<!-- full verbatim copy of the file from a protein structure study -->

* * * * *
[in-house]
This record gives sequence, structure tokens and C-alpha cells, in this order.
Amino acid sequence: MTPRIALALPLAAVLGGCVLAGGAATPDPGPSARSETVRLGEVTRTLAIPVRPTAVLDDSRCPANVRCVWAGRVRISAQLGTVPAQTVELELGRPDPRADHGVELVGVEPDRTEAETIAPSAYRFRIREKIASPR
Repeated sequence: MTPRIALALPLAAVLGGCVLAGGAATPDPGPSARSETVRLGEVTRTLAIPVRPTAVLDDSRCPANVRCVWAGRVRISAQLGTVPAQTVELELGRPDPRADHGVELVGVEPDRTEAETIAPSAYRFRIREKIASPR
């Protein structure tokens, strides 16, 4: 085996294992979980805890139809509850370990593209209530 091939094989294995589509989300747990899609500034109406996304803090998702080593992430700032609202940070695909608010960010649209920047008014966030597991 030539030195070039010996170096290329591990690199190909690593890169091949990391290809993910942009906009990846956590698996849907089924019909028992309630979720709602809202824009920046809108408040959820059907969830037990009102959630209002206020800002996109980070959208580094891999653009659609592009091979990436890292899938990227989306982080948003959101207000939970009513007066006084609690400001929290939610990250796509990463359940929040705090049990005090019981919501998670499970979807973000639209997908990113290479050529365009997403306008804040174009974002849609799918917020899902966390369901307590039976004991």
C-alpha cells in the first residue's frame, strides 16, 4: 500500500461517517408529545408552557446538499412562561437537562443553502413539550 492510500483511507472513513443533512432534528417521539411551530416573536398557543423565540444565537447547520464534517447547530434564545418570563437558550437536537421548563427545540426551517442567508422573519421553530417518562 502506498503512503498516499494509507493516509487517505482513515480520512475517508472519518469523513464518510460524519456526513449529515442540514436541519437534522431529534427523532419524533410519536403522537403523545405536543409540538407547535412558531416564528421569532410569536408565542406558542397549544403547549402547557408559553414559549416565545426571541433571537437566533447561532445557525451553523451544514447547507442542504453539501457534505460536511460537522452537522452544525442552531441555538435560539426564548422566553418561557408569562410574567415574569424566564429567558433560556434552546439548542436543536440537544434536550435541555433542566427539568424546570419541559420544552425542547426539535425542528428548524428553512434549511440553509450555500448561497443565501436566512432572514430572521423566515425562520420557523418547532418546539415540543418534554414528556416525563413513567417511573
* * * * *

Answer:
[in-house]
This record gives sequence, structure tokens and C-alpha cells, in this order.
Amino acid sequence: MTPRIALALPLAAVLGGCVLAGGAATPDPGPSARSETVRLGEVTRTLAIPVRPTAVLDDSRCPANVRCVWAGRVRISAQLGTVPAQTVELELGRPDPRADHGVELVGVEPDRTEAETIAPSAYRFRIREKIASPR
Repeated sequence: MTPRIALALPLAAVLGGCVLAGGAATPDPGPSARSETVRLGEVTRTLAIPVRPTAVLDDSRCPANVRCVWAGRVRISAQLGTVPAQTVELELGRPDPRADHGVELVGVEPDRTEAETIAPSAYRFRIREKIASPR
């Protein structure tokens, strides 16, 4: 085996294992979980805890139809509850370990593209209530 091939094989294995589509989300747990899609500034109406996304803090998702080593992430700032609202940070695909608010960010649209920047008014966030597991 030539030195070039010996170096290329591990690199190909690593890169091949990391290809993910942009906009990846956590698996849907089924019909028992309630979720709602809202824009920046809108408040959820059907969830037990009102959630209002206020800002996109980070959208580094891999653009659609592009091979990436890292899938990227989306982080948003959101207000939970009513007066006084609690400001929290939610990250796509990463359940929040705090049990005090019981919501998670499970979807973000639209997908990113290479050529365009997403306008804040174009974002849609799918917020899902966390369901307590039976004991």
C-alpha cells in the first residue's frame, strides 16, 4: 500500500461517517408529545408552557446538499412562561437537562443553502413539550 492510500483511507472513513443533512432534528417521539411551530416573536398557543423565540444565537447547520464534517447547530434564545418570563437558550437536537421548563427545540426551517442567508422573519421553530417518562 502506498503512503498516499494509507493516509487517505482513515480520512475517508472519518469523513464518510460524519456526513449529515442540514436541519437534522431529534427523532419524533410519536403522537403523545405536543409540538407547535412558531416564528421569532410569536408565542406558542397549544403547549402547557408559553414559549416565545426571541433571537437566533447561532445557525451553523451544514447547507442542504453539501457534505460536511460537522452537522452544525442552531441555538435560539426564548422566553418561557408569562410574567415574569424566564429567558433560556434552546439548542436543536440537544434536550435541555433542566427539568424546570419541559420544552425542547426539535425542528428548524428553512434549511440553509450555500448561497443565501436566512432572514430572521423566515425562520420557523418547532418546539415540543418534554414528556416525563413513567417511573